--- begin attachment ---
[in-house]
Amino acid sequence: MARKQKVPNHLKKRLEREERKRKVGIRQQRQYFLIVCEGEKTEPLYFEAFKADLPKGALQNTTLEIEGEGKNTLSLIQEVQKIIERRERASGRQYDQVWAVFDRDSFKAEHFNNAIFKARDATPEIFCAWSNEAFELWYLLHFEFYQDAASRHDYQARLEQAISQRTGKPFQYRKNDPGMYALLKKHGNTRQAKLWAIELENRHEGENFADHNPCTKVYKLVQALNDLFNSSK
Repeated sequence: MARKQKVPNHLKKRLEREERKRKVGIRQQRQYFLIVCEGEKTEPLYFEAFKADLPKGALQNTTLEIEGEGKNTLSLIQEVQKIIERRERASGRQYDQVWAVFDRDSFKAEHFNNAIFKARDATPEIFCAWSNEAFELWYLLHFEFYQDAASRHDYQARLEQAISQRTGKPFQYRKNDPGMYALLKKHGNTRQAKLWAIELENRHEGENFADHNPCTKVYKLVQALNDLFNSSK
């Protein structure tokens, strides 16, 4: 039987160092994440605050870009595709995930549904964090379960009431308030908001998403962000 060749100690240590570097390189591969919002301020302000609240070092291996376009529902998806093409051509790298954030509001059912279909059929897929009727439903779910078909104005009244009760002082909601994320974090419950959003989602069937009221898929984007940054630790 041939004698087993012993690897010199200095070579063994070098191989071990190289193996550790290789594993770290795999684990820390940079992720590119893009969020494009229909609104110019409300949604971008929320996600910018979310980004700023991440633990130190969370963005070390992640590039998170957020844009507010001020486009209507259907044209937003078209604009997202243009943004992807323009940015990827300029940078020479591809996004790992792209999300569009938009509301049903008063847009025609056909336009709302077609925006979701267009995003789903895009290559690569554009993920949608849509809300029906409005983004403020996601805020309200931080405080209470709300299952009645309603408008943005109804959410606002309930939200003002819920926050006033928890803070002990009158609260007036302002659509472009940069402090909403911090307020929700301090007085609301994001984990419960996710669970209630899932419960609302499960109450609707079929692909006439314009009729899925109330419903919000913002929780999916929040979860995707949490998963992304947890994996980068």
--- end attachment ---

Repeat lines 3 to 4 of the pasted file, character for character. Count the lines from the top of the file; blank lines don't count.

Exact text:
Repeated sequence: MARKQKVPNHLKKRLEREERKRKVGIRQQRQYFLIVCEGEKTEPLYFEAFKADLPKGALQNTTLEIEGEGKNTLSLIQEVQKIIERRERASGRQYDQVWAVFDRDSFKAEHFNNAIFKARDATPEIFCAWSNEAFELWYLLHFEFYQDAASRHDYQARLEQAISQRTGKPFQYRKNDPGMYALLKKHGNTRQAKLWAIELENRHEGENFADHNPCTKVYKLVQALNDLFNSSK
């Protein structure tokens, strides 16, 4: 039987160092994440605050870009595709995930549904964090379960009431308030908001998403962000 060749100690240590570097390189591969919002301020302000609240070092291996376009529902998806093409051509790298954030509001059912279909059929897929009727439903779910078909104005009244009760002082909601994320974090419950959003989602069937009221898929984007940054630790 041939004698087993012993690897010199200095070579063994070098191989071990190289193996550790290789594993770290795999684990820390940079992720590119893009969020494009229909609104110019409300949604971008929320996600910018979310980004700023991440633990130190969370963005070390992640590039998170957020844009507010001020486009209507259907044209937003078209604009997202243009943004992807323009940015990827300029940078020479591809996004790992792209999300569009938009509301049903008063847009025609056909336009709302077609925006979701267009995003789903895009290559690569554009993920949608849509809300029906409005983004403020996601805020309200931080405080209470709300299952009645309603408008943005109804959410606002309930939200003002819920926050006033928890803070002990009158609260007036302002659509472009940069402090909403911090307020929700301090007085609301994001984990419960996710669970209630899932419960609302499960109450609707079929692909006439314009009729899925109330419903919000913002929780999916929040979860995707949490998963992304947890994996980068």